Amplitude preservation in imaging is becoming increasingly important. The irregularity of seismic data, particularly 3-D data, in both the model domain (in terms of subsurface position and reflection angle) and the data domain (in terms of midpoint, offset, and time) can have deleterious effects on amplitude behavior. There have been several general approaches to correct for this irregularity. The imaging problem is fundamentally an inverse problem, relating some model to some data through a linear operator , which in this case is the adjoint of the migration operator. Duquet and Marfurt (1999); Prucha et al. (2000); Ronen and Liner (2000) cast the problem as such and then try to solve it with an iterative solver. These approaches have shown promise but are in many cases prohibitively expensive.
The problem is further complicated in that many migration algorithms assume the data is lying on regular mesh (downward continuation and finite difference schemes for example). Biondi and Vlad (2001) dealt with the problem of mapping the irregular data to a regular mesh for downward continuation migration. They set up an inverse problem relating the irregular input data to a regular model space. They regularized the problem by enforcing consistency between the various (time,cmpx,cmpy) cubes. The consistency took two forms. In the first a simple difference between two adjacent inline offset cubes was minimized. In the second the difference was taken after transforming the cubes to the same offset through Azimuth Moveout (AMO) Biondi et al. (1998). For efficiency the model was preconditioned with the inverse of the regularization operator Fomel et al. (1997). Instead of solving the least squares inverse problem, the Hessian is approximated by a diagonal operator computed from a reference model Claerbout and Nichols (1994); Clapp (2003); Rickett (2001).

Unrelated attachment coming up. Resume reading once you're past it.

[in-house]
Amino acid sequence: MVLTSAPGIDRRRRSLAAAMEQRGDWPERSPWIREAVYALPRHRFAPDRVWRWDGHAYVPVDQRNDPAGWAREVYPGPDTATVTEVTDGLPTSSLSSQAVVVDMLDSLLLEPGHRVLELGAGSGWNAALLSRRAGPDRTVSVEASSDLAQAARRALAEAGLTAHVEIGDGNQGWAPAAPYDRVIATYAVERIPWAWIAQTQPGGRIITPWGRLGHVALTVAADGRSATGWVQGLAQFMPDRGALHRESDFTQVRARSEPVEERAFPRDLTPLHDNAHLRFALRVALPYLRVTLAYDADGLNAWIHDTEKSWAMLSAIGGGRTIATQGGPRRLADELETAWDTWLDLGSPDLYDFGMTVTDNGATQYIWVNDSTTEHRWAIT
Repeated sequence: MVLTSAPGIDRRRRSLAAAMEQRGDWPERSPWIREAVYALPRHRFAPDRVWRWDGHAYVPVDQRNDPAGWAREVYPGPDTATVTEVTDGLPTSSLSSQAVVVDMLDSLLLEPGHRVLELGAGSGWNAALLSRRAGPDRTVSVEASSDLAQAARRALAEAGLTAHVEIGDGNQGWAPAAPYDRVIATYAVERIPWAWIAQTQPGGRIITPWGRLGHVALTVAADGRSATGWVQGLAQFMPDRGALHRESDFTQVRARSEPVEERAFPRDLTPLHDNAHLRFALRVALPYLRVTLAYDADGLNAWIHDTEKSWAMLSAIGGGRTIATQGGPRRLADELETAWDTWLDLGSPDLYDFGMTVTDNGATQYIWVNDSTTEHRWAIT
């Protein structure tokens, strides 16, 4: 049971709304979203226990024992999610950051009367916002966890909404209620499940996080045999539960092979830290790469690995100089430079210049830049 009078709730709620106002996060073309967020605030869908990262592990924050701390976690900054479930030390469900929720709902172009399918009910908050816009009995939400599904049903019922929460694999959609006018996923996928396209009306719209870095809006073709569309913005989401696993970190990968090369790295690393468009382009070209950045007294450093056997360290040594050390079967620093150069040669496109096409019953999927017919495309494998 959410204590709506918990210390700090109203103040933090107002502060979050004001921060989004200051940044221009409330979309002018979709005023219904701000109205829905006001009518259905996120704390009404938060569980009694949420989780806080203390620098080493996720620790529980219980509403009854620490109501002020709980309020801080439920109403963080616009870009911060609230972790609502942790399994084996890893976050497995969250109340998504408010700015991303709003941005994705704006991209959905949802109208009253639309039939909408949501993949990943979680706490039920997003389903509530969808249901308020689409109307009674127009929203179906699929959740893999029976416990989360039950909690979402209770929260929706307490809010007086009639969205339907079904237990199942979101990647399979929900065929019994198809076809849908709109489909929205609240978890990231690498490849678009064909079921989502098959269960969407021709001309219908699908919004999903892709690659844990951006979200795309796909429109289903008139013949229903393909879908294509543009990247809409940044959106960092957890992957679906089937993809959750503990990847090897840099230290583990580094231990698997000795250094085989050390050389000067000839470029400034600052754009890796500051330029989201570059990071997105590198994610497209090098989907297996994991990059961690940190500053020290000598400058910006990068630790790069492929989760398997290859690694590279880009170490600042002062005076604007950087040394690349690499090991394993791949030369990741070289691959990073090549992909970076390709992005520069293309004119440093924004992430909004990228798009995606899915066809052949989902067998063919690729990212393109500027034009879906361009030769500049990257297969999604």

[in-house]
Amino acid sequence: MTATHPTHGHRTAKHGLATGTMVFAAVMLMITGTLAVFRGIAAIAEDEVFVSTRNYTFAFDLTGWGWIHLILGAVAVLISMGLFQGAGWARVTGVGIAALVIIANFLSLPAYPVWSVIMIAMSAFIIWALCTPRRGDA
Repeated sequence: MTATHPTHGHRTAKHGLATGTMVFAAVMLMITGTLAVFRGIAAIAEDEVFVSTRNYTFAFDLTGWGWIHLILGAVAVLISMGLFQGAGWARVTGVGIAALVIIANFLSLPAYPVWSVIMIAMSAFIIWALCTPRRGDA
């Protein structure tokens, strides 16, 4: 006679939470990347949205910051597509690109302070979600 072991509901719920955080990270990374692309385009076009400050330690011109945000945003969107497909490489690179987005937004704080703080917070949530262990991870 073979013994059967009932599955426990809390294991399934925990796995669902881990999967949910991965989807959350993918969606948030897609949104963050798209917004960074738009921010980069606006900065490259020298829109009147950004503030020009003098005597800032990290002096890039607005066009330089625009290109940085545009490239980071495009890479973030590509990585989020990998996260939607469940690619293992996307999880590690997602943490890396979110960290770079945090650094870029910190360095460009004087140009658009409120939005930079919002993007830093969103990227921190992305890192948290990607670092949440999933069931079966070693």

In this paper I examine and extend the work in Biondi and Vlad (2001).
I show that approximating the inverse matrix with a simple
diagonal operator is not sufficient. The resulting regular dataset
has artificial amplitude anomalies. I replace the simple
derivative operators with a filter that smooths
along not only , but also .I conclude by discussing how the problem can be effectively parallelized
and the computational and storage challenges of various